• functional capacity;

• perceived and measured fatigue;

• requirements for medications treating nausea or pain;

• self-esteem, mood, sense of control, overall sense of well-being, reduced depression and anxiety; and

• immunologic function as assessed by natural killer cell activity.13–19

Specific physical aspects of cancer rehabilitation can include one or more of the following:

• deficit-related physical and occupational therapy;

• individual or group exercise programs;

• institutional, gym, home-based, or nature-based programs;

• aerobic (walking, cycling, swimming, dancing), stretching, and resistance exercise (elasticized resistance bands, light-to-moderate weight lifting).

Corticosteroids-Chronic Musculoskeletal Sequelae
Corticosteroids have a number of physiologic effects that contribute to broad use in patients receiving cancer therapy and in treatment of survivor comorbidities. Anti-emetic, anti-inflammatory, and antineoplastic roles are common, and are used in terminal care for its central effects to improve the sense of well-being and for short-term improvements in appetite.

It is important to consider the effects of glucocorticosteroids on both lean tissue and skeleton. The development of muscle weakness and atrophy is a well-known complication and is the most common form of drug-induced myopathy.20–22 The clinical presentation of steroid-induced muscle weakness is characterized by insidious onset. Proximal extremity muscles are affected first, with the lower extremities demonstrating the earliest signs of weakness. Distal musculature is relatively spared.The patient first notes difficulty climbing stairs and rising from low chairs due to hip girdle and thigh weakness, but by the time this occurs, marked muscle atrophy is evident. In addition to effects on muscle, glucocorticoids contribute significantly to bone demineralization and risk for progressive osteoporosis.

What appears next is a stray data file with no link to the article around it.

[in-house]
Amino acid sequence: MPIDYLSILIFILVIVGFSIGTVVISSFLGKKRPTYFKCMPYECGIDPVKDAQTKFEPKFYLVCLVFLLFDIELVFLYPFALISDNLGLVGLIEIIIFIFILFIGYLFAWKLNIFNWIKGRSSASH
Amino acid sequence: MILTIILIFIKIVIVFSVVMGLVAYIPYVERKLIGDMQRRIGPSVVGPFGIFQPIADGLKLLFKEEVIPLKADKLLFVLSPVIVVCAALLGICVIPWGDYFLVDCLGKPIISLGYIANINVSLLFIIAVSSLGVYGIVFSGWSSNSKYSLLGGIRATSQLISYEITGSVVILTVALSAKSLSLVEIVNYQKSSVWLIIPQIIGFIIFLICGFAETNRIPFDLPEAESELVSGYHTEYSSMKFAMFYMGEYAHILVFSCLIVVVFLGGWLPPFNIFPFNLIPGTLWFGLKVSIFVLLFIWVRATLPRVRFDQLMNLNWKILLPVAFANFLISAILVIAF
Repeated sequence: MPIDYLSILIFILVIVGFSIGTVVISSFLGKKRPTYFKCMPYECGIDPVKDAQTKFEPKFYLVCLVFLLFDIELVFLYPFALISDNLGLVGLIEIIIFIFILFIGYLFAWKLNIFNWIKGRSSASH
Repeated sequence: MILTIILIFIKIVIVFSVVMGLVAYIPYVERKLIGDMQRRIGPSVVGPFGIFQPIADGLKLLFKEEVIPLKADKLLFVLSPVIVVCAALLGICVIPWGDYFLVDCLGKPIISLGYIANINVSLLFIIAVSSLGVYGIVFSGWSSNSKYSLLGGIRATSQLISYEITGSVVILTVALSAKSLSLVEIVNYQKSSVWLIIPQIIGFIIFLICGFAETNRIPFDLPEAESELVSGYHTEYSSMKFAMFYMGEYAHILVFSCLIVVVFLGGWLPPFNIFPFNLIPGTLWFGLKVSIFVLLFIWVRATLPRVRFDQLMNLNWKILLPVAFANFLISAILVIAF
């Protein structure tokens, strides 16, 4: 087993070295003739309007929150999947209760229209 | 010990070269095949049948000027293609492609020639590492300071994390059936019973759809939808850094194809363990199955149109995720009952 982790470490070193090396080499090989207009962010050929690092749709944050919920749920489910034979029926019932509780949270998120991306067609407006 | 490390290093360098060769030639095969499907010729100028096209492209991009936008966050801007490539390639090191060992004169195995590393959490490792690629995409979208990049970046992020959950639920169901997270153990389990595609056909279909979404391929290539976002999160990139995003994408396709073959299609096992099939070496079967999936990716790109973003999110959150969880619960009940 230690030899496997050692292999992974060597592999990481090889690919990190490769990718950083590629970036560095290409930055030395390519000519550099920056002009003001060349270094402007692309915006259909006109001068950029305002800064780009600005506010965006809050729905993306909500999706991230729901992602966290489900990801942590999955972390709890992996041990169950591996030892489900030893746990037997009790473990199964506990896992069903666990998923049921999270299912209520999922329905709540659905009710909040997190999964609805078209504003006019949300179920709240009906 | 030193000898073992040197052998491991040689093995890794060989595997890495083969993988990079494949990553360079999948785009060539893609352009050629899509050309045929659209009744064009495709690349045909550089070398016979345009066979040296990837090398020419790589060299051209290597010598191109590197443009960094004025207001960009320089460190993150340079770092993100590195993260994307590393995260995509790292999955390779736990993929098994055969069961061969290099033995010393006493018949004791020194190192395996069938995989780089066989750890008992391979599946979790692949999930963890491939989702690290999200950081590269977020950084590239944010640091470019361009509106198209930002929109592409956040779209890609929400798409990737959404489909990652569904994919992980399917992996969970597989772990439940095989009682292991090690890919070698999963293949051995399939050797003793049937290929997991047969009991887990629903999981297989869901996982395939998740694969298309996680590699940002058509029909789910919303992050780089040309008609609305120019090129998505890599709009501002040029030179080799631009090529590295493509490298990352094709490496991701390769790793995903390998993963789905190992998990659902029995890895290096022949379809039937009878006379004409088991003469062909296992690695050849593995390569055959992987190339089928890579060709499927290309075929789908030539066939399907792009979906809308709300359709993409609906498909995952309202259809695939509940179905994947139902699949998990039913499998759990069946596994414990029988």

In the published literature, exercise is increasingly included as integral to any intervention addressing prevention or treatment of musculoskeletal complications of corticosteroids, regardless of the underlying condition. Prevention and treatment of corticosteroid-induced osteoporosis is based on general measures such as calcium and vitamin D supplementation, adequate protein intake, regular physical exercise, hormonal replacement therapy, and specific therapies used in primary osteoporosis. Bisphosphonates, which are potent bone resorption inhibitors, increase BMD and decrease fracture rate.

Synergy of Nutrition and Exercise in Survivorship

Support of whole-body anabolism is based on an integrated approach of nutrition, exercise, and support of an appropriate hormonal milieu.The most important aspects of a synergistic multimodality approach are:

• awareness;

• assessment; and

• appropriate intervention.

Lack of awareness regarding the impact of nutrition and body compositional changes on acute and chronic aspects of survivorship and lack of awareness of cost-effective interventional options are the two greatest impediments for success. The importance of inadequate protein intake on chemotherapy toxicity, and loss of muscle mass and function due to chronic sequelae of malnutrition and body compositional change, have long been under-appreciated in the armamentarium of the oncologist and are only now beginning to play a role as issues of survivorship are addressed.

Evolution of standardized assessment, as well as recent research in multimodality intervention, offer new insights that are immediately applicable to the oncology team. Clinical studies of exercise, specialty nutriceuticals containing omega-3 fatty acids23 (ProSure®, Resource Support®) or ß- hydroxy ß-methylbutyrate (HMB) with glutamine and arginine24 (Juven®), anticatabolic agents such thalidomide25 (Thalomide®), and now anabolic agents such as oxandrolone26-28 (Oxandrin®), demonstrate increases in total weight or slowing of progressive weight loss, increases in lean tissue weight, and associated functional and quality of life improvements.